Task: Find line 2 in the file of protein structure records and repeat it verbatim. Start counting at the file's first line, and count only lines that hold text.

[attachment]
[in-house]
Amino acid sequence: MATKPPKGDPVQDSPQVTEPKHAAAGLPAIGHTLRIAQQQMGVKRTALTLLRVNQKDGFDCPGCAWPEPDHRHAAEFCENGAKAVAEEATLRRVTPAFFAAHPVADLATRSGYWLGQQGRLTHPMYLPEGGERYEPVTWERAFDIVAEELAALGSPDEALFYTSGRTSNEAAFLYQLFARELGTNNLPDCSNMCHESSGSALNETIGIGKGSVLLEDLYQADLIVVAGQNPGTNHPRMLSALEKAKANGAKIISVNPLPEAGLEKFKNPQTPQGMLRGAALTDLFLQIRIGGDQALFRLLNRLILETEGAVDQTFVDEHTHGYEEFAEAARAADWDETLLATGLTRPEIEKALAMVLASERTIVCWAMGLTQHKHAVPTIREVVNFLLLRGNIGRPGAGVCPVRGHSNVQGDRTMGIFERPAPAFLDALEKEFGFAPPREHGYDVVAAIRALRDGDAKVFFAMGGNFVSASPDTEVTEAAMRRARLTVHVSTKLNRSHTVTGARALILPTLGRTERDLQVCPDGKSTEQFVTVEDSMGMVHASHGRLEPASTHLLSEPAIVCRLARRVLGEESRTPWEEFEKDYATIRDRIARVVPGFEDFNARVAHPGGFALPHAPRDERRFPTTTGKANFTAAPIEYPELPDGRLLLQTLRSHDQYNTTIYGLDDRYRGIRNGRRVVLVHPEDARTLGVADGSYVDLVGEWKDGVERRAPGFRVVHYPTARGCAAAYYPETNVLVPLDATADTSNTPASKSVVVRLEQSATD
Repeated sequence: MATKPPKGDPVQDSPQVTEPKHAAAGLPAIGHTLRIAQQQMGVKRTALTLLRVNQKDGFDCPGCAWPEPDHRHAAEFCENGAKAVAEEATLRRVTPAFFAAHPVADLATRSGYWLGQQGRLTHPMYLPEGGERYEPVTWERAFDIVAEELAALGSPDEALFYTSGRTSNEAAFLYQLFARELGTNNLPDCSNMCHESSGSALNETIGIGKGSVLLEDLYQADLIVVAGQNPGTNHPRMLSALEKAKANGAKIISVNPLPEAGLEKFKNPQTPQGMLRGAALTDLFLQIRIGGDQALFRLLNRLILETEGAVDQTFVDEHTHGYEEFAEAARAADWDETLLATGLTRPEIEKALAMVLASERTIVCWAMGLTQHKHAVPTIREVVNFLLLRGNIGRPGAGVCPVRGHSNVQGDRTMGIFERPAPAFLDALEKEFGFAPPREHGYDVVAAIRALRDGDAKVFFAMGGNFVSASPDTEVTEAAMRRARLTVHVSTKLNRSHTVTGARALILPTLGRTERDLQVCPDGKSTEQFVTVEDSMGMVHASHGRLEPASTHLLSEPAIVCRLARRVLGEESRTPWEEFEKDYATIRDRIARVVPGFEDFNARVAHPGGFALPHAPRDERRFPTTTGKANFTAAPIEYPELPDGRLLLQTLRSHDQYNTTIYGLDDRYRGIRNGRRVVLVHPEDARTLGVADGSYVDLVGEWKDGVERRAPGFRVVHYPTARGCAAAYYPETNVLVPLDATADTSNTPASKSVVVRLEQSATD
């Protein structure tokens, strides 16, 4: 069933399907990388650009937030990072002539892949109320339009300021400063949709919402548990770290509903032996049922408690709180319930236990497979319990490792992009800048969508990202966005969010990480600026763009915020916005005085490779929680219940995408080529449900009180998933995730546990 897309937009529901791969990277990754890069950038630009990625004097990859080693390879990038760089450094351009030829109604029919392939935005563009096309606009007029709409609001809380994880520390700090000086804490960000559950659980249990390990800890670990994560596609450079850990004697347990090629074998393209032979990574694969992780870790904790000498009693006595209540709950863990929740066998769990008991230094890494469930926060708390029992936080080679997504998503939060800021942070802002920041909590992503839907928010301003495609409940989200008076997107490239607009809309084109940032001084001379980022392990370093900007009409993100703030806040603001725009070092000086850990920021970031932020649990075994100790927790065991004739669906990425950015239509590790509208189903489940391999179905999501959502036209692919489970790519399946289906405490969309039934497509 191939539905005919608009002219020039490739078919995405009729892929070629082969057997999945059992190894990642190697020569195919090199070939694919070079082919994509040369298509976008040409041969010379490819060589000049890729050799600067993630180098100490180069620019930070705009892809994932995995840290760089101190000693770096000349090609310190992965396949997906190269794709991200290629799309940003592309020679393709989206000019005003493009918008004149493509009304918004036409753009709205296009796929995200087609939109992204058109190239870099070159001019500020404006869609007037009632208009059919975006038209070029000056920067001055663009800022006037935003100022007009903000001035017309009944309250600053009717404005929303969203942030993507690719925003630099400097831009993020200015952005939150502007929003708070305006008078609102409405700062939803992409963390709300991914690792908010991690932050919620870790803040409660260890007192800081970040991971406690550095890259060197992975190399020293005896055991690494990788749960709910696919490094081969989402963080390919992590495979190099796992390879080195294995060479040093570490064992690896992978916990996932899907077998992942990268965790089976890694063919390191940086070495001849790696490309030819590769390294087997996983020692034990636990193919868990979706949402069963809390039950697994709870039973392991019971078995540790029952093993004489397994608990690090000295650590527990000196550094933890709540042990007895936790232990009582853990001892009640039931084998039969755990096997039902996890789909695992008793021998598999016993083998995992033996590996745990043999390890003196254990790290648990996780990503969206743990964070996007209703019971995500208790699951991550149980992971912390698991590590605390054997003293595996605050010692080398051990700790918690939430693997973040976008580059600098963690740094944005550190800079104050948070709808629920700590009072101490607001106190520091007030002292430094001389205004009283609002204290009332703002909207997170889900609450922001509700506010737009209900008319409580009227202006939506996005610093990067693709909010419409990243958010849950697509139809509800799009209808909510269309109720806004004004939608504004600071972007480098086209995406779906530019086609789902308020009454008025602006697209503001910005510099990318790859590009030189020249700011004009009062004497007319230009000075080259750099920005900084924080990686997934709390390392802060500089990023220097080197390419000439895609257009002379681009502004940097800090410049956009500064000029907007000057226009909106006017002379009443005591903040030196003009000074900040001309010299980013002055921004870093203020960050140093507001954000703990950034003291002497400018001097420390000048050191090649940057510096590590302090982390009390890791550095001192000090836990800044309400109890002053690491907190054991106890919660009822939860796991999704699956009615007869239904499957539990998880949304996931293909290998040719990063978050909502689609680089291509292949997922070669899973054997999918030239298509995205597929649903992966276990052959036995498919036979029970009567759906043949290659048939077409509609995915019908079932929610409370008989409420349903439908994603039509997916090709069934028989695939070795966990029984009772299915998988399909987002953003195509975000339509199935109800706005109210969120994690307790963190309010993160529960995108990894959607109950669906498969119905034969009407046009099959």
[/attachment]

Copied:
Amino acid sequence: MATKPPKGDPVQDSPQVTEPKHAAAGLPAIGHTLRIAQQQMGVKRTALTLLRVNQKDGFDCPGCAWPEPDHRHAAEFCENGAKAVAEEATLRRVTPAFFAAHPVADLATRSGYWLGQQGRLTHPMYLPEGGERYEPVTWERAFDIVAEELAALGSPDEALFYTSGRTSNEAAFLYQLFARELGTNNLPDCSNMCHESSGSALNETIGIGKGSVLLEDLYQADLIVVAGQNPGTNHPRMLSALEKAKANGAKIISVNPLPEAGLEKFKNPQTPQGMLRGAALTDLFLQIRIGGDQALFRLLNRLILETEGAVDQTFVDEHTHGYEEFAEAARAADWDETLLATGLTRPEIEKALAMVLASERTIVCWAMGLTQHKHAVPTIREVVNFLLLRGNIGRPGAGVCPVRGHSNVQGDRTMGIFERPAPAFLDALEKEFGFAPPREHGYDVVAAIRALRDGDAKVFFAMGGNFVSASPDTEVTEAAMRRARLTVHVSTKLNRSHTVTGARALILPTLGRTERDLQVCPDGKSTEQFVTVEDSMGMVHASHGRLEPASTHLLSEPAIVCRLARRVLGEESRTPWEEFEKDYATIRDRIARVVPGFEDFNARVAHPGGFALPHAPRDERRFPTTTGKANFTAAPIEYPELPDGRLLLQTLRSHDQYNTTIYGLDDRYRGIRNGRRVVLVHPEDARTLGVADGSYVDLVGEWKDGVERRAPGFRVVHYPTARGCAAAYYPETNVLVPLDATADTSNTPASKSVVVRLEQSATD